The natural gas industry needs to spend more time targeting members of Congress who aren't traditionally viewed as energy-friendly, said a top staff member for Oklahoma Democrat Rep. Dan. Boren Thursday.
"I think there's a misconception [about] the industry in total" in Congress, said Bill Blumenthal, chief of staff for Boren, at the Natural Gas Roundtable in Washington, DC. He believes it's important for the gas industry to bring lawmakers and their staffs to Colorado and Oklahoma, as well as other energy-producing states, to "actually see these rigs" to gain a "better understanding of the industry."
The natural gas industry also should be touting on Capitol Hill the "environmental benefits" of its fuel compared to other fossil fuels, Blumenthal told a wide group of gas executives.
Boren believes "the only way to change minds [in Congress] is to keep the dialogue going," he said. He is trying to find a "middle ground" on energy issues with lawmakers from nonproducing states.
"Congressman Boren is not always the most popular guy in the Democratic Caucus, especially when it comes to his votes on past energy bills," Blumenthal said. Boren was one of only four Democrats to vote against HR 6 in January, going against the wishes of House Speaker Nancy Pelosi. "At a time when we need to be increasing incentives to develop energy domestically this bill did the exact opposite."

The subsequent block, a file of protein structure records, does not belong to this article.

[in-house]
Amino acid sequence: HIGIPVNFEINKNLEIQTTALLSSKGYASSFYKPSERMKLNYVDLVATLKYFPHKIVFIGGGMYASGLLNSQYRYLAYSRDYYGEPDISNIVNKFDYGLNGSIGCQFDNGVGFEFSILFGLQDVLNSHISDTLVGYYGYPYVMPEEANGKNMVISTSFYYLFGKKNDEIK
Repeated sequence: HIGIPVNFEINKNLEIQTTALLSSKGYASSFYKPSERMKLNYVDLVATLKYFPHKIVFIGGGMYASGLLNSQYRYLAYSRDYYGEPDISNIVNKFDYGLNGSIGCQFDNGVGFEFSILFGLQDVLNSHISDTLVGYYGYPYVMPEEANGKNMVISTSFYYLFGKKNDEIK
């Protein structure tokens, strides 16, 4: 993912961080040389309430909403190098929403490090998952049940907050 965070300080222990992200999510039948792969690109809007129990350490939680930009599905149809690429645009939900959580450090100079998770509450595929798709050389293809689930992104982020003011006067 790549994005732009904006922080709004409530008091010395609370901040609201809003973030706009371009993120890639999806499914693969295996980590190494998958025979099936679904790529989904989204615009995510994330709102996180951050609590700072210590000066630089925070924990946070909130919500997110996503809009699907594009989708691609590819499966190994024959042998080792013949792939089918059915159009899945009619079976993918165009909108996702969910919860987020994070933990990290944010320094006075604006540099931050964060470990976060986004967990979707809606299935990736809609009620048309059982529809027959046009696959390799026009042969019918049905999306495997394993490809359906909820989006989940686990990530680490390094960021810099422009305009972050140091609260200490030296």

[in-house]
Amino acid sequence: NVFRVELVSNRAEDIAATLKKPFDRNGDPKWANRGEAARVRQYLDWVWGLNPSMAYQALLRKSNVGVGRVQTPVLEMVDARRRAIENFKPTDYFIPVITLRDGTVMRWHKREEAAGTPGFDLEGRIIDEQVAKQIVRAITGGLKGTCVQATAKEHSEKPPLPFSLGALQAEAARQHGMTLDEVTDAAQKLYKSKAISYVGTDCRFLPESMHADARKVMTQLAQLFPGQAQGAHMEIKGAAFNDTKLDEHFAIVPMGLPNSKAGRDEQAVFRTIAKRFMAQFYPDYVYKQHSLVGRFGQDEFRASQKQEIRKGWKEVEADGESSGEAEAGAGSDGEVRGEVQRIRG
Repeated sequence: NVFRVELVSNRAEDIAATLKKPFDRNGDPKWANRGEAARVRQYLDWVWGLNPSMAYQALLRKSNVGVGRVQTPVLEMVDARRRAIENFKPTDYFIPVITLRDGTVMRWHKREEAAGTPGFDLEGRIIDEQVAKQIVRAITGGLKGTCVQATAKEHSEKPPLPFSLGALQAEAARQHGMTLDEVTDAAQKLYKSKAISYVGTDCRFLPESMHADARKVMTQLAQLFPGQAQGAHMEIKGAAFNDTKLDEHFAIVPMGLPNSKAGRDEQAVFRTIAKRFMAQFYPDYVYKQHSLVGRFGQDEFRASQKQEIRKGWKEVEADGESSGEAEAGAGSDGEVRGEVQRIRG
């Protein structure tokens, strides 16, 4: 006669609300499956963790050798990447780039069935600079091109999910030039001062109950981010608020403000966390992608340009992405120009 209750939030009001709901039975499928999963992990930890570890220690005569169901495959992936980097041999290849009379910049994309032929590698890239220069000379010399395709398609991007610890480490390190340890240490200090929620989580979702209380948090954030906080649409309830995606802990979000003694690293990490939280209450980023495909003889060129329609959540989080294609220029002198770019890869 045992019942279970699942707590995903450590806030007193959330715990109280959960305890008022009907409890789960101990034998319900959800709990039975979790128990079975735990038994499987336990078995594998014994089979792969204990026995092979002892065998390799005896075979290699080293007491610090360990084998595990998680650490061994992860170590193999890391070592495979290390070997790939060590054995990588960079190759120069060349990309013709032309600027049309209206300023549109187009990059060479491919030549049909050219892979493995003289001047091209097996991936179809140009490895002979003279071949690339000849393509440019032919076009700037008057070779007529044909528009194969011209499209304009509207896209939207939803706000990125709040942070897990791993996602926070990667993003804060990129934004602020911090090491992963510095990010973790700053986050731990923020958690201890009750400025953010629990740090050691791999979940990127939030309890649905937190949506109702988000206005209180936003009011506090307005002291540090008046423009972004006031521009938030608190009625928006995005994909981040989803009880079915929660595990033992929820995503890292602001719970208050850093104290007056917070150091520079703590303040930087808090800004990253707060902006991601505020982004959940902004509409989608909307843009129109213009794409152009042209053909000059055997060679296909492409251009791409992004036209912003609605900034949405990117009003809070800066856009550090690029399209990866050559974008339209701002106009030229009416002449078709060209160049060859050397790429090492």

HR 6, which cleared the House by 264 to 163, forces holders of flawed 1998-1999 offshore leases to renegotiate their contracts or pay a "conservation of resources fee" before they can bid on future government leases. It also repeals tax breaks for oil and gas producers and eliminates royalty relief for some production in the Gulf of Mexico. The Senate still has not addressed the measure.
For Boren, "energy policy isn't an abstract; it isn't about hypotheticals," Blumenthal said. He noted that Boren's home state of Oklahoma is responsible for 8% of U.S. natural gas production and was second of all states in gas production in 2005. The oil and gas industry also employs 60,000 workers in Oklahoma, making it the largest private industry in the state.
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